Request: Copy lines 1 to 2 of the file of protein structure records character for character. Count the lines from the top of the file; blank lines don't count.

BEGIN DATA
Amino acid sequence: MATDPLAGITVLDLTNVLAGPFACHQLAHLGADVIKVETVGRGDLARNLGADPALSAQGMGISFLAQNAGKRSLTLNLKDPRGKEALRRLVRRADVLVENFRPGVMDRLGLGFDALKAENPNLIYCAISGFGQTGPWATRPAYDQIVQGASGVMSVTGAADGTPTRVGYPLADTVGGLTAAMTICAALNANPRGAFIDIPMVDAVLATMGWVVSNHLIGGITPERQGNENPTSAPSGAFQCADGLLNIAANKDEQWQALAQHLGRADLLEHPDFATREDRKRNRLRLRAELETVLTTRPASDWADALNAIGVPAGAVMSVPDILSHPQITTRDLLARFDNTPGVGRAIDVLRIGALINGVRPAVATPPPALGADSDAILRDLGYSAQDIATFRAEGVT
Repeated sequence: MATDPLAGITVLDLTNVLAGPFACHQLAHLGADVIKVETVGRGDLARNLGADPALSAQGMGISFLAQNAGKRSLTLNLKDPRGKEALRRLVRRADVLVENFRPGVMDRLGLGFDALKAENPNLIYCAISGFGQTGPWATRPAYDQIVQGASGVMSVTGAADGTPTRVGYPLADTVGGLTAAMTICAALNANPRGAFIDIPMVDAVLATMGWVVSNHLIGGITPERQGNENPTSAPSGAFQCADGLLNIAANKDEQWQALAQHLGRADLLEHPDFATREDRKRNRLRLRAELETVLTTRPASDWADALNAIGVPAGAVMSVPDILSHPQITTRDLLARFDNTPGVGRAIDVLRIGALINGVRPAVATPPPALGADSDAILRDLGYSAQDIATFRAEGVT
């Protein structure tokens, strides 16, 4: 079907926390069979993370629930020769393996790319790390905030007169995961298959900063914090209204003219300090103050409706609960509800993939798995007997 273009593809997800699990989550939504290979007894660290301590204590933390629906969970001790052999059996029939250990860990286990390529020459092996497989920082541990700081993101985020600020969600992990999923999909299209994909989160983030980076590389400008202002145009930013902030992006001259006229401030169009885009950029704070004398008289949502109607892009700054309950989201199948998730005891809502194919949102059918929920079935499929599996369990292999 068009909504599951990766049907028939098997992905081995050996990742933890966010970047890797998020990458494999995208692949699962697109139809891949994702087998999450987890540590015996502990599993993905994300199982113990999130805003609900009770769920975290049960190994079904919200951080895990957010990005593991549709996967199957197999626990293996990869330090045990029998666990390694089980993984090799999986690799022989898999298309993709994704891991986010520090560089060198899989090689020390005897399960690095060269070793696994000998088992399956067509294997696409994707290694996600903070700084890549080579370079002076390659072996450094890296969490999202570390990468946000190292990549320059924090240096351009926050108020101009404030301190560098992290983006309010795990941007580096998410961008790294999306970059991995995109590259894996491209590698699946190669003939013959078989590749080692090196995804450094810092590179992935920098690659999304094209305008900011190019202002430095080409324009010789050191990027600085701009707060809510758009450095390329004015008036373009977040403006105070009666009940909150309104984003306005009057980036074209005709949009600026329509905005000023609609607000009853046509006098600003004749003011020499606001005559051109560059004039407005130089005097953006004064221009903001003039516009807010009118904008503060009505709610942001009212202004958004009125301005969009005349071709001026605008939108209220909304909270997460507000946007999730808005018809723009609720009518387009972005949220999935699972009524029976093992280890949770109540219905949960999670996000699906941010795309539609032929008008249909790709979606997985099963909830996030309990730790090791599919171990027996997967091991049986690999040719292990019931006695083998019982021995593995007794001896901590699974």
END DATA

Amino acid sequence: MATDPLAGITVLDLTNVLAGPFACHQLAHLGADVIKVETVGRGDLARNLGADPALSAQGMGISFLAQNAGKRSLTLNLKDPRGKEALRRLVRRADVLVENFRPGVMDRLGLGFDALKAENPNLIYCAISGFGQTGPWATRPAYDQIVQGASGVMSVTGAADGTPTRVGYPLADTVGGLTAAMTICAALNANPRGAFIDIPMVDAVLATMGWVVSNHLIGGITPERQGNENPTSAPSGAFQCADGLLNIAANKDEQWQALAQHLGRADLLEHPDFATREDRKRNRLRLRAELETVLTTRPASDWADALNAIGVPAGAVMSVPDILSHPQITTRDLLARFDNTPGVGRAIDVLRIGALINGVRPAVATPPPALGADSDAILRDLGYSAQDIATFRAEGVT
Repeated sequence: MATDPLAGITVLDLTNVLAGPFACHQLAHLGADVIKVETVGRGDLARNLGADPALSAQGMGISFLAQNAGKRSLTLNLKDPRGKEALRRLVRRADVLVENFRPGVMDRLGLGFDALKAENPNLIYCAISGFGQTGPWATRPAYDQIVQGASGVMSVTGAADGTPTRVGYPLADTVGGLTAAMTICAALNANPRGAFIDIPMVDAVLATMGWVVSNHLIGGITPERQGNENPTSAPSGAFQCADGLLNIAANKDEQWQALAQHLGRADLLEHPDFATREDRKRNRLRLRAELETVLTTRPASDWADALNAIGVPAGAVMSVPDILSHPQITTRDLLARFDNTPGVGRAIDVLRIGALINGVRPAVATPPPALGADSDAILRDLGYSAQDIATFRAEGVT